Well, its almost the end of the summer, and while living in the wonderful world of zone 7 means I'll still have time to grow more plants, the stork is due in 2 weeks (!!!!!) so I am sure I'll be occupied for a while, and I don't currently have a lot of fall plants in my garden, as its still young.
What worked well, what didn't, and what I might try for next year.
Worked well: All the Hibsicus were fabulous! I am in love with the Fireball hibiscus, which went dormant for maybe a week or 2 during the worst summer weather, but now is completely loaded with blooms. No supplemental water needed for it or the Fantasia Hibsicus pictured here, which somehow managed to survive the death bed (AKA Jen's big noobie mistake of putting almost all compost in the bed, because compost is better then soil, right?) Both Hibsicus were in their 2nd year in my garden:
The Narrow Leaf Zinnias were also great plants. I am not surprised, because this is a Felder Rushing recommendation, from his book "Tough Plants for Southern Gardens" but its still important to note, once I got this established, no problems at all ignoring it in the garden. This is an annual, so I'll have to get it again, or try it from seed. Maybe it will show up in my garden as reseeds! I didn't have to dead head it or water it at all.
Snowflurry Verbena had all the same attributes as the Zinnias, with the added benefit that it is a perennial! This is its first year, so hopefully there will be no issues with it overwintering, as I really don't want to pay the high PDN costs again for this plant. It did great though! I love Verbenas, they are just gorgeous. I picked up some Aztec Cherry Verbena on a whim on the markdown section, and they are also incredible. I gotta get these next year at the beginning of the season, so cheery and bright and undemanding.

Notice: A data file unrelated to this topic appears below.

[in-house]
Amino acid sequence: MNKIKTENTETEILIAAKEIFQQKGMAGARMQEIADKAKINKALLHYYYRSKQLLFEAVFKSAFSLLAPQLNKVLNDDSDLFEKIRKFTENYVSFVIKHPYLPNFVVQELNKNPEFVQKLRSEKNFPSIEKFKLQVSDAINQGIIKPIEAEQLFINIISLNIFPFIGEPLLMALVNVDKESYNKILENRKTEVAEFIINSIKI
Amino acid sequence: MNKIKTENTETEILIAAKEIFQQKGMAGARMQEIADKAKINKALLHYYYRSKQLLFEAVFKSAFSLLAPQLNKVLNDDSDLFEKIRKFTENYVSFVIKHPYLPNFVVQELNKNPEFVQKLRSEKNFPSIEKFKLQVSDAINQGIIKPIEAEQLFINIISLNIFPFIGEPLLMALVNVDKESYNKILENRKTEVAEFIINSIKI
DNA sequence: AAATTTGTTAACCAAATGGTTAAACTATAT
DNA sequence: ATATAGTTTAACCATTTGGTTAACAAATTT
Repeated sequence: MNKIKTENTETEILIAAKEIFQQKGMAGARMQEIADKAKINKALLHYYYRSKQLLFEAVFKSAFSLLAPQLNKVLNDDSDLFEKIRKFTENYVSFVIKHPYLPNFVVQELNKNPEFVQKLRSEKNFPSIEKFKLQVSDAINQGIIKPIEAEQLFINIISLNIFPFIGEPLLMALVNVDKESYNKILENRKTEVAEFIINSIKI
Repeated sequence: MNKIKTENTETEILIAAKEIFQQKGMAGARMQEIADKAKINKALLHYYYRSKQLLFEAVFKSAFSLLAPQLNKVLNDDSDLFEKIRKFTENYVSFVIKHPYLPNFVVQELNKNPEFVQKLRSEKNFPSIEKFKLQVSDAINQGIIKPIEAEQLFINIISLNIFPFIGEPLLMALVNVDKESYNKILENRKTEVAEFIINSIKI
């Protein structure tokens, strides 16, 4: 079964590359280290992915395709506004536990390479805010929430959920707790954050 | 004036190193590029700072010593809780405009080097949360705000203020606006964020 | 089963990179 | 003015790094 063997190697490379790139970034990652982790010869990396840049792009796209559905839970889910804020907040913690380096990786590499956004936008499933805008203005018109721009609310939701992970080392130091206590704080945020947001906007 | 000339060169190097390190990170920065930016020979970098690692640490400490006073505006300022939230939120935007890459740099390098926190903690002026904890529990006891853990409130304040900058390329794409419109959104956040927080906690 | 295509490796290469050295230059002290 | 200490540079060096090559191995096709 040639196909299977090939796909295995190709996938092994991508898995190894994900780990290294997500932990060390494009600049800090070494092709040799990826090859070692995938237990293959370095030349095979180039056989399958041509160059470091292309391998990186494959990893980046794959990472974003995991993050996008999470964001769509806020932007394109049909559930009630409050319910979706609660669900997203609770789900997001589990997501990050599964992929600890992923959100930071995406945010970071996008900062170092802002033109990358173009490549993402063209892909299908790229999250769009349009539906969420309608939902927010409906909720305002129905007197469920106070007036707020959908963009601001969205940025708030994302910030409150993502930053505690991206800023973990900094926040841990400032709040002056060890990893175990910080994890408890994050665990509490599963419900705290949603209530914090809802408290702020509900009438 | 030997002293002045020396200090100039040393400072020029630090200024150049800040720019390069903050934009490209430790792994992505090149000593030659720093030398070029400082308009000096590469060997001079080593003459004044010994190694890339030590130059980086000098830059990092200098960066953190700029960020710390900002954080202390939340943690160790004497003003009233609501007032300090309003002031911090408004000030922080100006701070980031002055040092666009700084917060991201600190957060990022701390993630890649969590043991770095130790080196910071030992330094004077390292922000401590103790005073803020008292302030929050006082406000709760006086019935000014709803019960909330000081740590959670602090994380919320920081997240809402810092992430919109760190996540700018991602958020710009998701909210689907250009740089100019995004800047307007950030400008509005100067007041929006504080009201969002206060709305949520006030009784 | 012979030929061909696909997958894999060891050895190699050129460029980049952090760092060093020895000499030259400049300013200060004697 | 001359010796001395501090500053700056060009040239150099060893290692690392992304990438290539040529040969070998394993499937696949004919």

Perennial Heilotrope also did great, no need to water, and spread like crazy. I think it looks lovely next to my butterfly bush. I need to come up with a good color to mix with that light lavender, though. I have a pretty boring bed of just white and purple right now, it just needs a little more excitement. Not sure what to do with it. This is also the first year for the Heilotrope in my garden.
Man, I had a lot of plants that didn't do well. This is 100% due to the fact that it was survival of the fittest for them, and probably not due to them being bad plants. I just couldn't bring myself to do a lot in the garden, especially as hot and miserable as this summer was. I did manage to keep up with the weeds (mostly) and that is an impressive feat when you factor in that I was 6 months along in June!
All my Coneflowers did terrible almost all summer. The ones that performed best were the Kim's Knee High. Most of the species had ugly mutant flowers, and weird diseased flowers. What went wrong, Coneflowers? You were my favorite plants last year! I thought the beds had good enough drainage, and come to think of it, the Agastaches in the same beds did GREAT, so it can't be that. I think the varieties I planted must have just been bad. Maybe I'll pull them all up and move the Kim's to a better place, right now they are close to the pine trees, so they are way more thirsty than they should be. Second year for all my Coneflowers, all of which did miserable.
My Nepeta were sulky and puny, and I don't know what could be causing it, unless its that they are too close to the pine trees as well. They hardly bloomed, they didn't grow. Right now my plan is to move around some stuff in that bed and pull some other plants in the fall. Hopefully they will be happy somewhere else.... maybe they should go in a different bed all together. This was their second year in the bed.
Well, that's enough details for me. I had some annuals that didn't perform well, but they are annuals, and probably it was my neglect more than anything. Oh and my Cherokee Purple tomatoes are still going strong, had table ready tomatoes by July 19th. Definitely will keep growing these next year.